AE: Well, it’s something we’ve been wanting to do for a while and the timing hasn’t quite worked out. You know, we went into the studio a few years ago to do some recording, with a producer, and things kind of got sidetracked. That stuff was … well, who knows what’s up with that? So we chilled out for a while after that situation, and honestly, I wouldn’t say I got frustrated, but I just really wanted to do something with Soulive — put something out.

Finally, we were over in Japan at the end of last year and we started talking about it again. I suggested we get together in my studio, and we set two days aside, and we got in here. It just happened — that’s the way it always has happened with us. I don’t want it to be so long again, but if it’s another six years until the next album, well, so be it. There’s no sense in forcing something into existence. That said, we are really excited about what we recorded and what’s coming out. I’m really confident in saying it won’t be another six years until there is more.

JAMBASE: Soulive seems to have settled into a comfortable existence now. It happens when it makes sense, and when it doesn’t happen, it’s not being forced. Is that accurate?

AE: Yeah. When we were younger and on the road all the time trying to build this up, it was obviously the focus. But again, there’s no point in forcing anything. We learned that as we got older. And the great thing is that we’re all very fortunate that Soulive has given the three of us so much room to do things outside of Soulive. The majority of my time now is spent here, at the studio, with albums, working with people. I have a whole other career outside of Soulive but within Soulive, we’re also lucky enough that we can come back together and people still want to come and check us out. It’s a great situation.

JAMBASE: Will there be a Bowlive this year?

AE: I don’t know. That’s all I can say, and that’s something that we’re talking about. We do have some shows coming up — people already know about Philly and London.

JAMBASE: Alan, looking at some of your other affiliations, do you expect to be back with Karl Denson’s Tiny Universe?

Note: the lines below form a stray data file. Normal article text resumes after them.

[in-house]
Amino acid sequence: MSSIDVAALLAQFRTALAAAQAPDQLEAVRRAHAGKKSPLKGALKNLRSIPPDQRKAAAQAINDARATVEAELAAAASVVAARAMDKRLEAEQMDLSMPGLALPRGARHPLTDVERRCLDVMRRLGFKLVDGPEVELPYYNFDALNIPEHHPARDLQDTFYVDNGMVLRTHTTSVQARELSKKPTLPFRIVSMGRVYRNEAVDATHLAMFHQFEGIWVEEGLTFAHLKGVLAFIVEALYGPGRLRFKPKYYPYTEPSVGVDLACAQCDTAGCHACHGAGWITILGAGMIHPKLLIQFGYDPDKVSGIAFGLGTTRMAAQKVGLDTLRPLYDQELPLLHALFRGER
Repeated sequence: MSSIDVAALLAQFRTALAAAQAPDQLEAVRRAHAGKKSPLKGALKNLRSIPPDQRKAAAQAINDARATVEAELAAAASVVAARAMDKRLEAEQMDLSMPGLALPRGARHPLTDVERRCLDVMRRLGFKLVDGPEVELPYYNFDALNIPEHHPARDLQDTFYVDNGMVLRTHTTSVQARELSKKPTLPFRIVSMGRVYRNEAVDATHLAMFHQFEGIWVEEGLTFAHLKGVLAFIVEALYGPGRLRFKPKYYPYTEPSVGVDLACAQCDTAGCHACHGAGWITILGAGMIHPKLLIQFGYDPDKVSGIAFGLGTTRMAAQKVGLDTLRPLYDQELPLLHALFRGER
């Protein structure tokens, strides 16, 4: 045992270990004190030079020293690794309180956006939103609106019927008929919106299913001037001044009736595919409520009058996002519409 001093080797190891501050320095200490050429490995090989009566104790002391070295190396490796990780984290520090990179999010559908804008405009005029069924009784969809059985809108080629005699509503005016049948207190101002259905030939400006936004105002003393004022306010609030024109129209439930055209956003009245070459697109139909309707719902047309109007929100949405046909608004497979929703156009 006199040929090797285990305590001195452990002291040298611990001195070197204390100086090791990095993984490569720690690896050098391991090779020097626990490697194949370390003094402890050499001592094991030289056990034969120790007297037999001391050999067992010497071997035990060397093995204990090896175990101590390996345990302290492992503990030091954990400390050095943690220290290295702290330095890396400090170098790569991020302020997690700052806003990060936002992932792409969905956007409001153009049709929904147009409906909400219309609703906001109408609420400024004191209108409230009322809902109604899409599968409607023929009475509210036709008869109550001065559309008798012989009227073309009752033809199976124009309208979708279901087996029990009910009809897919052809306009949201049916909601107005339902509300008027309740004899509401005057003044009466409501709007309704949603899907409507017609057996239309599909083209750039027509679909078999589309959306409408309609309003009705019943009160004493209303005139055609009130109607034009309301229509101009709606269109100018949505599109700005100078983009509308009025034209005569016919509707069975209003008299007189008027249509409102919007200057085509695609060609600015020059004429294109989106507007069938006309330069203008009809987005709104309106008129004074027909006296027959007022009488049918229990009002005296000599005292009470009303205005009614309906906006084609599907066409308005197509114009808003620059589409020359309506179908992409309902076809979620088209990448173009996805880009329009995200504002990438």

AE: No, no, I stopped playing with Karl last summer. It was a good time. I just saw those cats the other night in New Orleans. It was my second stint in the Tiny Universe and it was a good time, for sure. But I’m not naturally a sideman — I need to do my thing right now, and right now that’s running the studio and obviously Soulive and Matador.

JAMBASE: Another band your fans always ask about is Playonbrother. You guys really had something going musically before you disbanded it. Any chance it returns?

AE: That’s a good question I haven’t really thought about. I wouldn’t say that it’s gone forever, but I’m not one to look back. I love moving forward, and I do that more than I look back. But every once in a while I’ll think about it. I had a guy in my studio the other day, an organ player, who told me he loves Drop Hop [2012, from the Alan Evans Trio]. So I put that on, and I’ll hear something that will jog my memory and it’ll stand out. But like I said, my plate’s pretty full. You never know.

JAMBASE: Have you always had a knack for production and the role you now play with the studio?

AE: Oh yeah. I mean, I’ve been an engineer since the late-’80s and I’ve recorded and mixed a lot of albums, including Soulive’s. But obviously with Soulive, going back almost 20 years ago now, a lot of the time we spent together was on the road. So at that point in life, people would ask me about production and I’d do some stuff here and there but it was always hard to juggle. It’s something I always wanted to spend more time on. Playing music live is big for me, but if I didn’t have that, I would definitely be doing this full time. I love the creative space, and I love being around other people who trust in me to facilitate their creativity. I love seeing the light bulbs go off, especially hearing the sound they’ve been going after — the sound that’s in their head — finally come out.

I also teach. Both my parents were educators and that really influenced me as an engineer. So it’s a lot of fun. But I can’t lie, it’s nice being able to sleep in my own bed and be around my family a lot and experience that.

[Matador! Soul Sounds – September 22, 2017 Full Set | Captured by Chris Cafiero]

JAMBASE: Alan you’ve always been gracious with your time with JamBase. Can you leave us with a sit-in story or two?

AE: Let’s see. The last shows I played with Matador! Soul Sounds were in New Orleans. Our bassist Kevin Scott couldn’t make one of the gigs, so Chris Stillwell played with us. Chris is one of my favorite bass players ever. He’s just an amazing person and a wealth of knowledge when it comes to music. We didn’t miss a beat — he learned our tunes and played like he’d been playing them for 20 years. I want to highlight him because as always he’s just one of my favorite people to play with.

Tour Dates for
Alan Evans

  • Mar
  • Mar
  • Mar
  • Mar
    • 21085 Knott Rd
    • Bend, OR 97702
    • United States
    • 140 Main Street
    • Marshfield, MA 02050
    • United States
    • 949-6292 Niigata Prefecture, Minamiuonuma District
    • Naeba
    • Japan
    • 2300 Oak Ridge Road
    • Arrington, VA 22922
    • United States